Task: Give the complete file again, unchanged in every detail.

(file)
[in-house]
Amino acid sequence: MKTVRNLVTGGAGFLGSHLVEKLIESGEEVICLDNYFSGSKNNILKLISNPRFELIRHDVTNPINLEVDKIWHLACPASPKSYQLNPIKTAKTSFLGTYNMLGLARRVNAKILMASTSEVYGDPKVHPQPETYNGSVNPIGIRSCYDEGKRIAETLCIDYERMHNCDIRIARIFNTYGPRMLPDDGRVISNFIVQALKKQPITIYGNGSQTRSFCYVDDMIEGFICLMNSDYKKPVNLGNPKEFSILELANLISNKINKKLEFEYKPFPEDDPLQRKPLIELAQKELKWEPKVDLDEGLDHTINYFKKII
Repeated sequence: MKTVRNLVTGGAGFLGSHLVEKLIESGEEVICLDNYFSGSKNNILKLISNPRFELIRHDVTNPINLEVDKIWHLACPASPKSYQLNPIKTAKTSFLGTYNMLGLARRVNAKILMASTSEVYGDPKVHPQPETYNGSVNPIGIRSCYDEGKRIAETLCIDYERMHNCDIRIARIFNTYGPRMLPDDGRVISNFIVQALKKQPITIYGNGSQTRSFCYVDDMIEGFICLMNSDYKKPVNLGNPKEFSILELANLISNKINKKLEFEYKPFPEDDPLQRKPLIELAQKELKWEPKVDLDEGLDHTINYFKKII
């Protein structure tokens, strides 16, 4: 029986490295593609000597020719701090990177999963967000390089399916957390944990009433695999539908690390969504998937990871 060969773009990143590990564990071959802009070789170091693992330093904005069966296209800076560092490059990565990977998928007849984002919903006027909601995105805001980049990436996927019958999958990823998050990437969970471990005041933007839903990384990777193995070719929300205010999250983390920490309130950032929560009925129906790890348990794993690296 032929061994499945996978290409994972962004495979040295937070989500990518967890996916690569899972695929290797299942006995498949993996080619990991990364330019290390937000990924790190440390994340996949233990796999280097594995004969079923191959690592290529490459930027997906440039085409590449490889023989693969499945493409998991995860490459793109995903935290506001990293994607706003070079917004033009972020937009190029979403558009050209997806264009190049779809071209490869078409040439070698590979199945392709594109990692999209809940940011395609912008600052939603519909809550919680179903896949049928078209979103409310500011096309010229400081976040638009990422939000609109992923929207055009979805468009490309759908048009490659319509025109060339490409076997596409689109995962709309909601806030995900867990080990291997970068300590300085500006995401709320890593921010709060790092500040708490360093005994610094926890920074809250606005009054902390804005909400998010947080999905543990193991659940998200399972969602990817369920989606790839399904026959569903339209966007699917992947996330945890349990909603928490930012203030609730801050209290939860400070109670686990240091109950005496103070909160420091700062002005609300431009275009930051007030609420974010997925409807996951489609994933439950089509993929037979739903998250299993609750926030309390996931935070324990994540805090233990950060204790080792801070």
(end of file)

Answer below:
[in-house]
Amino acid sequence: MKTVRNLVTGGAGFLGSHLVEKLIESGEEVICLDNYFSGSKNNILKLISNPRFELIRHDVTNPINLEVDKIWHLACPASPKSYQLNPIKTAKTSFLGTYNMLGLARRVNAKILMASTSEVYGDPKVHPQPETYNGSVNPIGIRSCYDEGKRIAETLCIDYERMHNCDIRIARIFNTYGPRMLPDDGRVISNFIVQALKKQPITIYGNGSQTRSFCYVDDMIEGFICLMNSDYKKPVNLGNPKEFSILELANLISNKINKKLEFEYKPFPEDDPLQRKPLIELAQKELKWEPKVDLDEGLDHTINYFKKII
Repeated sequence: MKTVRNLVTGGAGFLGSHLVEKLIESGEEVICLDNYFSGSKNNILKLISNPRFELIRHDVTNPINLEVDKIWHLACPASPKSYQLNPIKTAKTSFLGTYNMLGLARRVNAKILMASTSEVYGDPKVHPQPETYNGSVNPIGIRSCYDEGKRIAETLCIDYERMHNCDIRIARIFNTYGPRMLPDDGRVISNFIVQALKKQPITIYGNGSQTRSFCYVDDMIEGFICLMNSDYKKPVNLGNPKEFSILELANLISNKINKKLEFEYKPFPEDDPLQRKPLIELAQKELKWEPKVDLDEGLDHTINYFKKII
């Protein structure tokens, strides 16, 4: 029986490295593609000597020719701090990177999963967000390089399916957390944990009433695999539908690390969504998937990871 060969773009990143590990564990071959802009070789170091693992330093904005069966296209800076560092490059990565990977998928007849984002919903006027909601995105805001980049990436996927019958999958990823998050990437969970471990005041933007839903990384990777193995070719929300205010999250983390920490309130950032929560009925129906790890348990794993690296 032929061994499945996978290409994972962004495979040295937070989500990518967890996916690569899972695929290797299942006995498949993996080619990991990364330019290390937000990924790190440390994340996949233990796999280097594995004969079923191959690592290529490459930027997906440039085409590449490889023989693969499945493409998991995860490459793109995903935290506001990293994607706003070079917004033009972020937009190029979403558009050209997806264009190049779809071209490869078409040439070698590979199945392709594109990692999209809940940011395609912008600052939603519909809550919680179903896949049928078209979103409310500011096309010229400081976040638009990422939000609109992923929207055009979805468009490309759908048009490659319509025109060339490409076997596409689109995962709309909601806030995900867990080990291997970068300590300085500006995401709320890593921010709060790092500040708490360093005994610094926890920074809250606005009054902390804005909400998010947080999905543990193991659940998200399972969602990817369920989606790839399904026959569903339209966007699917992947996330945890349990909603928490930012203030609730801050209290939860400070109670686990240091109950005496103070909160420091700062002005609300431009275009930051007030609420974010997925409807996951489609994933439950089509993929037979739903998250299993609750926030309390996931935070324990994540805090233990950060204790080792801070």